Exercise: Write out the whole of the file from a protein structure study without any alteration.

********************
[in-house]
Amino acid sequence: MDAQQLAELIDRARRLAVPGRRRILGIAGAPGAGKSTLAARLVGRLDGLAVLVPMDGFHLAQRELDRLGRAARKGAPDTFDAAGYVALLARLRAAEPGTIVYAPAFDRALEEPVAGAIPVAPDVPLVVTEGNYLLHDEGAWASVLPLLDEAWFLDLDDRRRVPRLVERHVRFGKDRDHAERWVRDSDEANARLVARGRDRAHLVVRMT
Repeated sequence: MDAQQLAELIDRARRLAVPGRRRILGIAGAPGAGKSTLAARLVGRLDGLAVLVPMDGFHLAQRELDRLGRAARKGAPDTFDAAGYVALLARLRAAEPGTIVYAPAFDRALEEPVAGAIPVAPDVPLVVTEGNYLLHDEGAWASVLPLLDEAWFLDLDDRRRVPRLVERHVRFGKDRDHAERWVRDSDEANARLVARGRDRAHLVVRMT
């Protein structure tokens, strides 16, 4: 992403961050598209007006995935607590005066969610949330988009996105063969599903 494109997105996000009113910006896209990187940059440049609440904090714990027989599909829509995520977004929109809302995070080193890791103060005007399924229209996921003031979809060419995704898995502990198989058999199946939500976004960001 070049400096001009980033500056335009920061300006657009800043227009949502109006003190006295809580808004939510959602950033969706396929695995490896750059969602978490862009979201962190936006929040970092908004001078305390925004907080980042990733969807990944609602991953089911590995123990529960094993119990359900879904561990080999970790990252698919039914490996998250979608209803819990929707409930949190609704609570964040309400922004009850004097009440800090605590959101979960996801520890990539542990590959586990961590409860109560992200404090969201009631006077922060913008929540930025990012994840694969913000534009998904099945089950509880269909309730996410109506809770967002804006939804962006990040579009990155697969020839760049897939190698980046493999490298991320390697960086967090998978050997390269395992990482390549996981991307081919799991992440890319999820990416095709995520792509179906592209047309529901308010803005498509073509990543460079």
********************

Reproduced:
[in-house]
Amino acid sequence: MDAQQLAELIDRARRLAVPGRRRILGIAGAPGAGKSTLAARLVGRLDGLAVLVPMDGFHLAQRELDRLGRAARKGAPDTFDAAGYVALLARLRAAEPGTIVYAPAFDRALEEPVAGAIPVAPDVPLVVTEGNYLLHDEGAWASVLPLLDEAWFLDLDDRRRVPRLVERHVRFGKDRDHAERWVRDSDEANARLVARGRDRAHLVVRMT
Repeated sequence: MDAQQLAELIDRARRLAVPGRRRILGIAGAPGAGKSTLAARLVGRLDGLAVLVPMDGFHLAQRELDRLGRAARKGAPDTFDAAGYVALLARLRAAEPGTIVYAPAFDRALEEPVAGAIPVAPDVPLVVTEGNYLLHDEGAWASVLPLLDEAWFLDLDDRRRVPRLVERHVRFGKDRDHAERWVRDSDEANARLVARGRDRAHLVVRMT
């Protein structure tokens, strides 16, 4: 992403961050598209007006995935607590005066969610949330988009996105063969599903 494109997105996000009113910006896209990187940059440049609440904090714990027989599909829509995520977004929109809302995070080193890791103060005007399924229209996921003031979809060419995704898995502990198989058999199946939500976004960001 070049400096001009980033500056335009920061300006657009800043227009949502109006003190006295809580808004939510959602950033969706396929695995490896750059969602978490862009979201962190936006929040970092908004001078305390925004907080980042990733969807990944609602991953089911590995123990529960094993119990359900879904561990080999970790990252698919039914490996998250979608209803819990929707409930949190609704609570964040309400922004009850004097009440800090605590959101979960996801520890990539542990590959586990961590409860109560992200404090969201009631006077922060913008929540930025990012994840694969913000534009998904099945089950509880269909309730996410109506809770967002804006939804962006990040579009990155697969020839760049897939190698980046493999490298991320390697960086967090998978050997390269395992990482390549996981991307081919799991992440890319999820990416095709995520792509179906592209047309529901308010803005498509073509990543460079």